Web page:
What comes first: hiring safe employees, or creating a safe workplace? And who benefits most from workplace safety regulations?
We posed these questions to business leaders and coaches in deskless industries where workplace health and safety is paramount (construction, manufacturing, industrial cleaning) and it turns out, the answer is a little of both.
Below, we’ve gathered helpful advice on ways to interview candidates that allow you to screen for safety, and red flags to look for in both future and existing employees.
What can employers do in the hiring process to gauge an employee's familiarity and experience with workplace safety protocol?
Ask behavioral-based questions.
So often we focus solely on technical skills in an interview… such as “what machines have you operated?” or “where did you train?” I often teach the concept of Behavioral Interviewing as a supplement to “traditional” skill-based questions. A “behavioral-based interview”, or BBI, focuses on past behavior as the best predictor of future behavior. Asking behavioral questions about how a candidate acted in the past, and having them describe the steps they took in that real situation, gives the interviewer a sense of how they will behave here if hired.
To gauge a candidate’s focus on safety, I would say “tell me about a time you witnessed a coworker not following procedure. What did you do?” or “Describe a time you were responsible for ensuring the safety of your team.” Skilled interviewers observe both verbal and nonverbal cues. The goal is to identify the behaviors and techniques the candidate used in the past to determine if they have the safety “know-how” to succeed in this role. Did they tell you about a near-miss that they reported or corrected? Or did they blame the employer? We learn much more from a BBI question than simply asking “do you work safe?”
Sarah Laboranti, Director of Traning, Dynamic Corporate Solutions, Inc.
Ask about safety in their personal life.
During the interview process it is important to dig into the safety protocols in place at their previous employers and whether these were adequate to address workplace hazards. Ask them to articulate what was working well and what steps could have been taken to improve these protocols. Try to be curious about what steps perspective candidates take in their personal lives to account for their own safety. Discussions around using PPE during home projects or obeying traffic laws can tell you a lot about their personal commitment to safety. Typically, the candidates that are personally committed to safety will bring that same mindset with them to the workplace.
Luke Matelan, FMI Corporation
Ask them what popular safety sayings mean to them, in their own words.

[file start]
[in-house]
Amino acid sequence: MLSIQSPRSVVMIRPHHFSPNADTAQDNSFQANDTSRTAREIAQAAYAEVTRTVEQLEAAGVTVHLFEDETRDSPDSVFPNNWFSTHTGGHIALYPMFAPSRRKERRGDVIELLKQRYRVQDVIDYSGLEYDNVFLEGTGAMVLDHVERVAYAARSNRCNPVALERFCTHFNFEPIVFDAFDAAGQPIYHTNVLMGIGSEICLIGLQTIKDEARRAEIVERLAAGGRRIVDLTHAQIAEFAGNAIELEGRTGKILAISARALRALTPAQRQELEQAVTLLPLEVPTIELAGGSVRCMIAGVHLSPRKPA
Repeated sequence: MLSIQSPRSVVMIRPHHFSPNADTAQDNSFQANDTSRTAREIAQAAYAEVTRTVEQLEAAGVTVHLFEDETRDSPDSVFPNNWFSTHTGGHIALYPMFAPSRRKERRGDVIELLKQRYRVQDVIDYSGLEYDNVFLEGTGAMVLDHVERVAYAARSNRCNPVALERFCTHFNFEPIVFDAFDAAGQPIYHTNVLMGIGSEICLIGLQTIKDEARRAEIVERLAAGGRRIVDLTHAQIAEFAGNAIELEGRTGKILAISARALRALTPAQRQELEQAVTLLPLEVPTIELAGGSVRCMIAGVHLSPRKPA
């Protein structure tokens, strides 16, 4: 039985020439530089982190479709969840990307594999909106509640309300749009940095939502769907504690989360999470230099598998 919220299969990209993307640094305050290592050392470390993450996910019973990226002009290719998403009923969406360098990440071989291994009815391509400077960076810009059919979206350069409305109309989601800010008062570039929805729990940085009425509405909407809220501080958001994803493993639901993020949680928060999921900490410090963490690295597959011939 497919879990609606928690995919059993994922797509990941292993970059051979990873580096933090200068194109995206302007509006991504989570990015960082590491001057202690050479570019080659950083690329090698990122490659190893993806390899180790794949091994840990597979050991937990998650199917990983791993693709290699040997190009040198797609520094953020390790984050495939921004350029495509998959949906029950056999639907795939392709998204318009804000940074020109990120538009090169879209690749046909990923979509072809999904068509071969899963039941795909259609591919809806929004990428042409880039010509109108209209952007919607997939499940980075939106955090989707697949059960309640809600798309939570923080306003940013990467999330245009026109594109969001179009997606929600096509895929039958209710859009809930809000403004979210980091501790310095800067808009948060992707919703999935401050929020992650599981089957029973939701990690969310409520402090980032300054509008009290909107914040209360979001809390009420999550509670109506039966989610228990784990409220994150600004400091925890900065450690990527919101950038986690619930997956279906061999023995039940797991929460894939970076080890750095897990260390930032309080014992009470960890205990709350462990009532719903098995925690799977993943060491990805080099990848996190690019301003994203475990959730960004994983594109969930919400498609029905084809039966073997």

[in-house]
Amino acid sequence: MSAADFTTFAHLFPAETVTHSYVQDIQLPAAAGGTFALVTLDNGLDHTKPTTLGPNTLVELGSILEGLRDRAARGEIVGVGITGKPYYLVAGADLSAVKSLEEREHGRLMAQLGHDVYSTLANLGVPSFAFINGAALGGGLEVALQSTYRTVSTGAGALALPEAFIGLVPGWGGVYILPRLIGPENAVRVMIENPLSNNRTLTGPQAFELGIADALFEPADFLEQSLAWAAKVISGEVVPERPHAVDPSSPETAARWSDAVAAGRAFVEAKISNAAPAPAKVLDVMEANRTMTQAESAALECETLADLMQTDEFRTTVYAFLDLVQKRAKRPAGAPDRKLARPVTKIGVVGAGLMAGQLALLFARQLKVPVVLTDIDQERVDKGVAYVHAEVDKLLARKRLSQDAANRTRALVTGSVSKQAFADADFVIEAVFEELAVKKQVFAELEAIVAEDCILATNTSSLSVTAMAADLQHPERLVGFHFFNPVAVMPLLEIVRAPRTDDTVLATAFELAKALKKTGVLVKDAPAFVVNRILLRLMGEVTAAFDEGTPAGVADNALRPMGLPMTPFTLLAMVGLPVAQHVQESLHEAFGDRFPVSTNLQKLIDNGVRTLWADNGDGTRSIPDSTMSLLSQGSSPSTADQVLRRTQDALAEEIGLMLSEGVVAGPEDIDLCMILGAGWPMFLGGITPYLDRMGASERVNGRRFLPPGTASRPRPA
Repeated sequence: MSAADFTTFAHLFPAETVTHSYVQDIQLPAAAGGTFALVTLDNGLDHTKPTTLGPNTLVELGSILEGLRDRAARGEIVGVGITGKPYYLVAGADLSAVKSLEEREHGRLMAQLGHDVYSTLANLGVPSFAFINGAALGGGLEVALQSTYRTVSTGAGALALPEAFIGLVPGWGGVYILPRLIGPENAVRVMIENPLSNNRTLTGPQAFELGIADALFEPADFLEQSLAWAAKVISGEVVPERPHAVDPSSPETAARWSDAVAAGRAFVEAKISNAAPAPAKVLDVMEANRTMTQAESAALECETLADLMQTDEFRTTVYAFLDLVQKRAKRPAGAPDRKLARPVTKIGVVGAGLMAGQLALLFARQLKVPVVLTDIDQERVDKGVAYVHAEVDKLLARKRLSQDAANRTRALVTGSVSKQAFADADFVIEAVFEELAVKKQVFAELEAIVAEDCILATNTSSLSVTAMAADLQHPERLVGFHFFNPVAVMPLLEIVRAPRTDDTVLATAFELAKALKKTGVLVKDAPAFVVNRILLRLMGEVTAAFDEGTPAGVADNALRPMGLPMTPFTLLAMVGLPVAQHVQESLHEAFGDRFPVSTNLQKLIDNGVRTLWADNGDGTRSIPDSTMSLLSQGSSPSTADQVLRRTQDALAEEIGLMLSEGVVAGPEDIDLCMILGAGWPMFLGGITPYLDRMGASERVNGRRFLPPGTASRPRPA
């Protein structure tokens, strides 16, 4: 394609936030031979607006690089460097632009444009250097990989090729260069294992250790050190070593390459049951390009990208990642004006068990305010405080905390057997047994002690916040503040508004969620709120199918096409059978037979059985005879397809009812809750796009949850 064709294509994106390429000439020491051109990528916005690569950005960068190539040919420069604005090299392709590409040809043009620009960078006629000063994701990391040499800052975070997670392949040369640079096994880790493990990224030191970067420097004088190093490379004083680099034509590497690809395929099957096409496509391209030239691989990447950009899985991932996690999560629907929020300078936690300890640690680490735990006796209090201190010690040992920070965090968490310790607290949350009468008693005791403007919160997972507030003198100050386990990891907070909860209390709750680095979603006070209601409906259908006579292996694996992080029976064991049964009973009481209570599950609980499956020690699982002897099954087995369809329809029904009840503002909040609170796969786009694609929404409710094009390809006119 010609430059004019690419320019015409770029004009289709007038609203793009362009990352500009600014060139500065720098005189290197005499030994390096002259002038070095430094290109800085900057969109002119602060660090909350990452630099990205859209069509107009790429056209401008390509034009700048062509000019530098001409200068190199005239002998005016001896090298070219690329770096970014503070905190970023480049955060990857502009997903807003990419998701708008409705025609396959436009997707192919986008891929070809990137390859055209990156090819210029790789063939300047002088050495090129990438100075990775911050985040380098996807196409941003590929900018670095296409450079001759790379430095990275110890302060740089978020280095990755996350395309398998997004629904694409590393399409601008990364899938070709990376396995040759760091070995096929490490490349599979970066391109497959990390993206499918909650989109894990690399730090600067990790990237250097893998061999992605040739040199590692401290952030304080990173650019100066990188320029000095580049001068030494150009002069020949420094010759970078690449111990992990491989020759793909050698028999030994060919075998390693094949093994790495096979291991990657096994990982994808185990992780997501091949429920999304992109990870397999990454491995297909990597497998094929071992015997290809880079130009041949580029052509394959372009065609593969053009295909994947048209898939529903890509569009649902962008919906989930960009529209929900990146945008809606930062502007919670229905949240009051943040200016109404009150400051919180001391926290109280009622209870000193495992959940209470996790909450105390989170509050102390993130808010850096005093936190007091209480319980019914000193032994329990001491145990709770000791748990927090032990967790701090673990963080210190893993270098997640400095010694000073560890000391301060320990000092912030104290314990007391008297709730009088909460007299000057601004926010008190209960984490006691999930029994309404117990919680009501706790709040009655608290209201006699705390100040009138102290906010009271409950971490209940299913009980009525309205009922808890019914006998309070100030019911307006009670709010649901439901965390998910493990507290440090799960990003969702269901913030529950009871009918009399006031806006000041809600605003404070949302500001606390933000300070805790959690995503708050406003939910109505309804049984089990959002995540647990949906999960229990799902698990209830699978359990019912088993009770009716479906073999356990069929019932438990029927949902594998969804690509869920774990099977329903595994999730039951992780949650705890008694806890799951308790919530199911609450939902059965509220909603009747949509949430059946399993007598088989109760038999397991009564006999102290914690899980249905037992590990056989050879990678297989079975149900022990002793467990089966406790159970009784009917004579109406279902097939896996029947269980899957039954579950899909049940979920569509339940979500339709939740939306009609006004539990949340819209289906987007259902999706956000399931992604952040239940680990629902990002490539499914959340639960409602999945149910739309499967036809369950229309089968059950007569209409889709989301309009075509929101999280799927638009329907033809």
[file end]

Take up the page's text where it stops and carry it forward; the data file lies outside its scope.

As an example, "What does 'Safety First' mean to you? Or, "What does 'three points of contact' mean to you?" Then follow up with, "Why is it important?"
Ask them what’s more important, production or safety? Ask them what makes up an effective safety talk / meeting? Show them photos of safe / unsafe situations and ask them to describe what’s bad in each situation and how to rectify the bad or how to avoid the bad from happening.
Randy Goruk, The Randall Wade Group, LLC
What red flags should employers look for that could point to an unsafe employee?
Luke says that unsafe employees generally fall into two categories.
The first includes employees that lack overall awareness of their surroundings, which can lead to mistakes such as forgetting to wear PPE or walking through a barricaded area because they weren’t paying attention. The second (more concerning) category includes employees that are actively antagonistic towards safety protocols because they do not fully grasp the value of these measures.
“Typically,” says Luke, “these employees are high dominant, high control individuals that are outspoken with their beliefs. While these individuals can be a major roadblock, by getting their input and buy-in for safety initiatives early on, you can actually turn some into your biggest advocates. “
Another red flag Luke points to for detecting these types of employees is if their previous role was "higher risk” than the position they are being considered for. He explains:
“They may see the new environment as less of a threat, cut corners and expose themselves to harm. For instance, I once had an employee that previously worked in Cell Tower Construction, where they regularly climbed 300 feet in the air. The current job had him going a maximum of 25 feet at the highest point. It was a constant battle to get him to 'tie off' because he did not perceive 25 feet to be of any significant danger to him."
Randy added a few more red flags to be on the lookout for:
- Employees who are disengaged during safety meetings
- Supervisors who do not walk the talk
- Employees who “cheat” by slipping out of PPE when supervisors are not looking
- Employees who, when tested, are not familiar with the proper operation of safety equipment, or life saving techniques
Hiring safe workers is only half the battle. In order to get those safe workers to join your company and stay, you have to cultivate a culture of safety and lead by example. In the second half of this article, get workplace safety tips from Sarah, Luke, Randy & other industry pros like them.
If you haven’t already, sign-up for our email newsletter to have that follow-up article (and other future insights) delivered directly to your inbox.